How Teachers, Entrepreneurs Can Create Common Ground (EdSurge News) | Must Read articles: Apps and eBooks for kids |

Edtech developers typically try to solve what they believe are the pain points that exist in schools. But as startup gurus such as Steve Blankrecommend, entrepreneurs need to be in close contact with their customers or they risk building on assumptions that are out of sync with reality


(...) Sue Krause, a technology teacher and coordinator at Blaine Elementary in Chicago Public Schools, and who spent 12 years as a software and web developer, expressed concerns whenever she heard entrepreneurs describe their products as “intuitive.” She wished, for instance, that NoRedInk had user documentation. “When I asked for user documentation, [the vendor] said, ‘Oh, it’s so intuitive.’ I can tell you that nothing is that intuitive when a teacher is not that tech savvy,” Krause noted. Similarly, with InstaGrok, she found “the content was fantastic and the ability to do research was great, but right now, working with it is extremely cumbersome.”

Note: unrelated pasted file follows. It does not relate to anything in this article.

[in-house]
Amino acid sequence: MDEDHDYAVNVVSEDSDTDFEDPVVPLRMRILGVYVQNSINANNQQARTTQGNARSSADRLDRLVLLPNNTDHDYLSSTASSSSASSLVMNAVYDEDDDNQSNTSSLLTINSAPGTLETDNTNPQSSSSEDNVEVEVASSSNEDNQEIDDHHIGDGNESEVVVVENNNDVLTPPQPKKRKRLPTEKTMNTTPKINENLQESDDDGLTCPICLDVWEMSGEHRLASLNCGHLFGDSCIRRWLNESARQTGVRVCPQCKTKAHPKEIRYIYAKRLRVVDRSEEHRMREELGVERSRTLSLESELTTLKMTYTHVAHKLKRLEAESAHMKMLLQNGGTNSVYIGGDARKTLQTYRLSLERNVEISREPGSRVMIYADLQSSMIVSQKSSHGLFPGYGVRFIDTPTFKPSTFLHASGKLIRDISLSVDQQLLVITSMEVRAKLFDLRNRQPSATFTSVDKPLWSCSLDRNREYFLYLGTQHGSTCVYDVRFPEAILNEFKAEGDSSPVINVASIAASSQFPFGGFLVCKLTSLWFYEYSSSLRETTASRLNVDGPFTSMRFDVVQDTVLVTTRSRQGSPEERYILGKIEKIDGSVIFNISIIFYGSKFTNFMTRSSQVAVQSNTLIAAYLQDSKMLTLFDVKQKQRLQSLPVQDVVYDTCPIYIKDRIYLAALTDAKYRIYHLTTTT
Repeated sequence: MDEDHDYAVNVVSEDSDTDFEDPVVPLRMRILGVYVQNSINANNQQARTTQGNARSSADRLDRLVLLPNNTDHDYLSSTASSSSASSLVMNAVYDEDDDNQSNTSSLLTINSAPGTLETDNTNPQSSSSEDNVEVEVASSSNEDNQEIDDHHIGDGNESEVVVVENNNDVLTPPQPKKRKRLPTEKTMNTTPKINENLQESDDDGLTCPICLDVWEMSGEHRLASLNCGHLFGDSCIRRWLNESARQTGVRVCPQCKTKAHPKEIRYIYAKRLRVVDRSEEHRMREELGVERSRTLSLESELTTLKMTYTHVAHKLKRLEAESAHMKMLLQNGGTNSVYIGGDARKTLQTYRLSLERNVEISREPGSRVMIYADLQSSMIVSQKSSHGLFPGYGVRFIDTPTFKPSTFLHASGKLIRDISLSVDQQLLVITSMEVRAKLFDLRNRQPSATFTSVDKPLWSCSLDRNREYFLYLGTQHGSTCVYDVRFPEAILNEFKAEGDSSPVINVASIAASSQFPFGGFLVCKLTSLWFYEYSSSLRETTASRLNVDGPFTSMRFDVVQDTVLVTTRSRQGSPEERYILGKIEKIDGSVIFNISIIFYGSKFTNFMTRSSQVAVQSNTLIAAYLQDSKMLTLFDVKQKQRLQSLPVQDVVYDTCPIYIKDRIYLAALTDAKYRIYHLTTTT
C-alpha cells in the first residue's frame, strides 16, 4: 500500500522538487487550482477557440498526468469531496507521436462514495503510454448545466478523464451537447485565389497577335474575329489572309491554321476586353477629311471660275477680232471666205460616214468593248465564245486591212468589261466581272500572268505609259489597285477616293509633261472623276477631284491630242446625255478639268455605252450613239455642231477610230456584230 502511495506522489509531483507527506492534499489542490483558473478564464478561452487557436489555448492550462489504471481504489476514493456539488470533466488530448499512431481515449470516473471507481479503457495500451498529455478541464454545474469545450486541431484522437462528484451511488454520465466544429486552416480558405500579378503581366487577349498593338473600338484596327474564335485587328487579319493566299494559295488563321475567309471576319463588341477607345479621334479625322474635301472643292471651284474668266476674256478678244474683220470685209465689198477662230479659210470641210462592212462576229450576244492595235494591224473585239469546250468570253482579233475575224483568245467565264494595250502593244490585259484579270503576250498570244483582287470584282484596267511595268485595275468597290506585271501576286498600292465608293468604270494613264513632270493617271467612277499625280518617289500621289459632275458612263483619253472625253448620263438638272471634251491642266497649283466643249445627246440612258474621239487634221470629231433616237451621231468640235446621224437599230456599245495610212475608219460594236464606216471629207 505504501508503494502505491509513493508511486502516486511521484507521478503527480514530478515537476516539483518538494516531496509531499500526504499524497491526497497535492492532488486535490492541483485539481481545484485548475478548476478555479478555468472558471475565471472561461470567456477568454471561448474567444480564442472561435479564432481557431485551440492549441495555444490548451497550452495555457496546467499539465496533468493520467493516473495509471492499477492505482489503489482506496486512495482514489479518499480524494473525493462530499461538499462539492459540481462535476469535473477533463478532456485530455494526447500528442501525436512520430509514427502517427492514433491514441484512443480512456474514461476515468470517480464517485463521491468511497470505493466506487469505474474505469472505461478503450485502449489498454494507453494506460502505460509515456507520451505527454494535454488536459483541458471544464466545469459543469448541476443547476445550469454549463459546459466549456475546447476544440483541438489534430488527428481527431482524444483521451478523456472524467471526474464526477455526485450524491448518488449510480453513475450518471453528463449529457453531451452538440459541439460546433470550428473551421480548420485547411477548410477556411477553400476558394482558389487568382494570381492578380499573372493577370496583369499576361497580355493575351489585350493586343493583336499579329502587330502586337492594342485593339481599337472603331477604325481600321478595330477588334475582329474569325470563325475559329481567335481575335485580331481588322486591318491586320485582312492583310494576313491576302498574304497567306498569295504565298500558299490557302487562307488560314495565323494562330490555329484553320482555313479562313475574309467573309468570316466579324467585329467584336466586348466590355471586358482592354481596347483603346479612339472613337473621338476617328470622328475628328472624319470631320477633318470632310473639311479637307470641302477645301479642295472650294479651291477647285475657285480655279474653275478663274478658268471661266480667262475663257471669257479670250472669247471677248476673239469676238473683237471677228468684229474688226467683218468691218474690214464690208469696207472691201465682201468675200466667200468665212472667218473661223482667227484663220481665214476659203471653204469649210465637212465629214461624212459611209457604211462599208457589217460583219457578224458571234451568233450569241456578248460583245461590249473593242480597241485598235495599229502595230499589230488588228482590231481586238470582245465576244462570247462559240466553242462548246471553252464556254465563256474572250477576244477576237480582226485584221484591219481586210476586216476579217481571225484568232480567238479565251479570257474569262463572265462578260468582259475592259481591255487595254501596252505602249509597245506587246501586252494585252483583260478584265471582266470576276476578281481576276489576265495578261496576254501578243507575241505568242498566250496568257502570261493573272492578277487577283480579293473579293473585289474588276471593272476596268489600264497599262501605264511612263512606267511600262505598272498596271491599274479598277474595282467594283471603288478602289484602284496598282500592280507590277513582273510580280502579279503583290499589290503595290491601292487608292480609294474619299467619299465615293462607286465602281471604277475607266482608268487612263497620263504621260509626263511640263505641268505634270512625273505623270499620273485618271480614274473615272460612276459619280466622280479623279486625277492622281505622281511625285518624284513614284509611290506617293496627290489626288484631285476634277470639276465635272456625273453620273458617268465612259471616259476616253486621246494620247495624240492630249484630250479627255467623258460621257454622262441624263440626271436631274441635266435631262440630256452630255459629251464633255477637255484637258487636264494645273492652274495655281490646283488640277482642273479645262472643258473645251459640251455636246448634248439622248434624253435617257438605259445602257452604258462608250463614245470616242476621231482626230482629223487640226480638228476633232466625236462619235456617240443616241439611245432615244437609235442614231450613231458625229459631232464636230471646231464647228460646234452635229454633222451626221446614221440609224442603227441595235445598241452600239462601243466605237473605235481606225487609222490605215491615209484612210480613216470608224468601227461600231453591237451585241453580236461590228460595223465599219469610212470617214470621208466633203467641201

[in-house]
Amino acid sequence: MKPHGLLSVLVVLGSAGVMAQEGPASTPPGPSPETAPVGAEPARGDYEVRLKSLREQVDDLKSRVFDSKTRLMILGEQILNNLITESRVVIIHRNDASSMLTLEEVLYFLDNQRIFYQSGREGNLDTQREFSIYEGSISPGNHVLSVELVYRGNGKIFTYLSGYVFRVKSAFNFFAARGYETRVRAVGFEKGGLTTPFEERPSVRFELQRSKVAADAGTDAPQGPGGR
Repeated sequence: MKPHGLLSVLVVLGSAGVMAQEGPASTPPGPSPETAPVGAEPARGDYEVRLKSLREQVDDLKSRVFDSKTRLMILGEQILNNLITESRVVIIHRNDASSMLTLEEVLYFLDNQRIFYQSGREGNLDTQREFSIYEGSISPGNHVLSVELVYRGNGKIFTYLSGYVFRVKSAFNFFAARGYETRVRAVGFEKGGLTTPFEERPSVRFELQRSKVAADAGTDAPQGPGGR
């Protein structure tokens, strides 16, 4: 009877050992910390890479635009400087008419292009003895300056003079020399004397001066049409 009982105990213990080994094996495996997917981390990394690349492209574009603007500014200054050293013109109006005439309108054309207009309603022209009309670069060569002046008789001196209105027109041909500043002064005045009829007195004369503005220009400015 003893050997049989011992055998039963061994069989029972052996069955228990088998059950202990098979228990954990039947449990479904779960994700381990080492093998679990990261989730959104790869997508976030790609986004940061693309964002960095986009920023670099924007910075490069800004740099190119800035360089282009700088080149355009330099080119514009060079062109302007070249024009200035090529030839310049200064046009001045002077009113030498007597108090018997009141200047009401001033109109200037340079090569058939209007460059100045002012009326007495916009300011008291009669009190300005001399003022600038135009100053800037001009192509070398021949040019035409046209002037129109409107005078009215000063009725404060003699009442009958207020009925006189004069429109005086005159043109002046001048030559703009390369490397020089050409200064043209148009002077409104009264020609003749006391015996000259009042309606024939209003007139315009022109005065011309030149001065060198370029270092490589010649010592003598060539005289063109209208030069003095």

(...) These comments underscore the tricky balance between listening to feedback and acceding to feature requests, something that Cogan-Drew knows all too well. Not too long ago, he was on the buyer’s side of the table, as director of digital learning at Achievement First Public Charter Schools. “I gave 100 amazing ideas to [entrepreneurs about products] that were not adopted,” he recalls. “I may have been frustrated, like ‘Hey, why didn’t you use that?’...It’s hard, you get 100 ideas a day and you get a lot of voices telling you which way to turn.” Now, as a vendor, he urged teachers to cut developers a bit more slack. “It’s about focus: while we’re definitely listening, we can’t pivot as quickly as you may think. We have to set long-term priorities.”